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Credit 101:
What You Didn't Learn in School

(ARA) - With graduation comes many new concerns: getting a "real" job, an apartment, maybe a car. You’ll need to buy a good interview outfit, furnish that apartment and finance that car. And of course, it is summer, and you’ve worked hard for four years (maybe more) so you want a little fun in the sun, too.

If you’re like many new graduates, you probably don’t have a lot of cash, so it may be tempting to use your credit card to finance these needs and wants. Before you give in to the lure of instant gratification, take a minute to contemplate your credit rating.

While it may sound pretty boring, your credit rating affects more aspects of your life than you might think. Need a loan for that car? The dealer will be checking your credit rating. And that apartment? The landlord will be taking a peek, too as he decides whether you’d make a good tenant. What about that dream job? Your prospective employer may want to see your credit report as well.

By taking control of your credit now, you’re laying the groundwork for a healthy credit future.

Chances are you obtained at least one credit card, and maybe more, while you were in college. Statistics show that eight out of 10 college students have and use credit cards. While many college students use credit responsibly, for some, the urge to overspend gets the better of them.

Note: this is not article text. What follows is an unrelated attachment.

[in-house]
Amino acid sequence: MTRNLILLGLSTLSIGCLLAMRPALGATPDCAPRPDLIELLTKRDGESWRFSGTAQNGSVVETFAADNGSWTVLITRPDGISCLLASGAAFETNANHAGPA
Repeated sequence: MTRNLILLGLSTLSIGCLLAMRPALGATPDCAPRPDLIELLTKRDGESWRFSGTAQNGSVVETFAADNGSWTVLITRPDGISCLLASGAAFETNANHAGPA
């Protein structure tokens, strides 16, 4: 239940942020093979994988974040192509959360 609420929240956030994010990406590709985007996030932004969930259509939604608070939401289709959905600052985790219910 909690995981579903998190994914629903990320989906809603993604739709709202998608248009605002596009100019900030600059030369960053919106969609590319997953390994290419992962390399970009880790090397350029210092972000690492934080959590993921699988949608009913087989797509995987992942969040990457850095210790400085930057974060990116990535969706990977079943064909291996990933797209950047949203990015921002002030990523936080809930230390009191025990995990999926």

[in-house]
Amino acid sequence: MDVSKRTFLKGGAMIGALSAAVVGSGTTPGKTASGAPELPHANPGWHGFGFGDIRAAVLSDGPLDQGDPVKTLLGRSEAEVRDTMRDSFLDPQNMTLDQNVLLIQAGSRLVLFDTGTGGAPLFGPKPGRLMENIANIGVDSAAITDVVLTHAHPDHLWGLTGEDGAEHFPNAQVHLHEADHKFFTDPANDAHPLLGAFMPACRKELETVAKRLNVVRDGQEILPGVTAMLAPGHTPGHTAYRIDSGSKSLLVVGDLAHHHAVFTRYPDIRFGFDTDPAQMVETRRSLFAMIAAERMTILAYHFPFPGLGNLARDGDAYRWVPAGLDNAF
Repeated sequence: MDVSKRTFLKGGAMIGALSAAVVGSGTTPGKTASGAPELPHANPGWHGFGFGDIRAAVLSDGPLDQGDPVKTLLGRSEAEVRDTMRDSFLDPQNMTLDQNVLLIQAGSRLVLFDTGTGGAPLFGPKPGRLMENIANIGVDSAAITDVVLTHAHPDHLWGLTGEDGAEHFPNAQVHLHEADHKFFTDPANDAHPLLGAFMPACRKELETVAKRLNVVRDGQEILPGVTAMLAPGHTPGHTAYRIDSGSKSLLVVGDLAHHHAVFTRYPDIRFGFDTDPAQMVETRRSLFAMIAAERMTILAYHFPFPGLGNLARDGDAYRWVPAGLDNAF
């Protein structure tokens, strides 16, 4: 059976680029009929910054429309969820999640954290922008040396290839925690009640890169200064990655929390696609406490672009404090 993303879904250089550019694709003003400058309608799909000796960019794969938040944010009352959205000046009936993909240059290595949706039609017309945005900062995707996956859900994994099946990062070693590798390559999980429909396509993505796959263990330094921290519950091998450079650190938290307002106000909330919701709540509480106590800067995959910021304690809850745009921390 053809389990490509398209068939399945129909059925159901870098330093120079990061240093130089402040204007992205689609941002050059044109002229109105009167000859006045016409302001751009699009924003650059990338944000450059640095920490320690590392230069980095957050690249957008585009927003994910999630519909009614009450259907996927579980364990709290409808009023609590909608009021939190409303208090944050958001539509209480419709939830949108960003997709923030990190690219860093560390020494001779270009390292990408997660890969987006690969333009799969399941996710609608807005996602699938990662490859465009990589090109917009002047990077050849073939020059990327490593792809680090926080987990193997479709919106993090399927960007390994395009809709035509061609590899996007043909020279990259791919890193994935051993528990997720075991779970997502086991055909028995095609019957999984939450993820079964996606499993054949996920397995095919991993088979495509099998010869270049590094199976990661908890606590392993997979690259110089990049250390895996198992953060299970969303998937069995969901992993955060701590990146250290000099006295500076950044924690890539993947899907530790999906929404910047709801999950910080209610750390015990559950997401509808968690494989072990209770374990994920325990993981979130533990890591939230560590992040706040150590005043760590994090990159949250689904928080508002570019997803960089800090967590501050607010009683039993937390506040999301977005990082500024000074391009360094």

No matter which group you fit into, the first step in taking control of your credit is checking your credit report. These reports, compiled by the top three credit reporting companies, track your credit usage and payment history. Everyone, even the most fastidious credit card user, should check their credit reports at least annually; there may be erroneous information on your credit report that needs to be corrected. You can request your credit report directly from the credit reporting agencies or many other services.

Errors can find their way into your credit report in many ways. Information from someone with the same name or a similar social security number may show up, or information can be incorrectly reported by your credit card company. If you do notice any discrepancies in your credit report, you want to get them corrected immediately.

If your credit report is in good shape, congratulations. Keep doing what you’ve been doing: paying your bills on time, keeping the number of credit cards you own to a minimum and using them wisely.

If you discover that your credit rating is not as good as you’d like, take steps to fix it. The only way to improve your credit rating is by establishing a good track record. So stop using those credit cards and start paying them off. If you have a number of credit cards, close at least some of them as you pay them off. Set up a budget that allows you to pay your bills on time. If you used student loans to help pay for your college tuition, make sure you factor those payments into your budget.

While you may have to put some purchases on hold, in the long run, you’ll be glad you took control of your credit. The interest rate you receive on future credit cards can be impacted by your credit rating, as is the interest rate on your car loan. And when you go to buy a house a few years from now, you’ll have laid a good credit foundation, which will be a major factor in getting approved for a mortgage. won’t have to worry about being approved for a mortgage.

Take the first step toward controlling your credit by inspecting your credit report.

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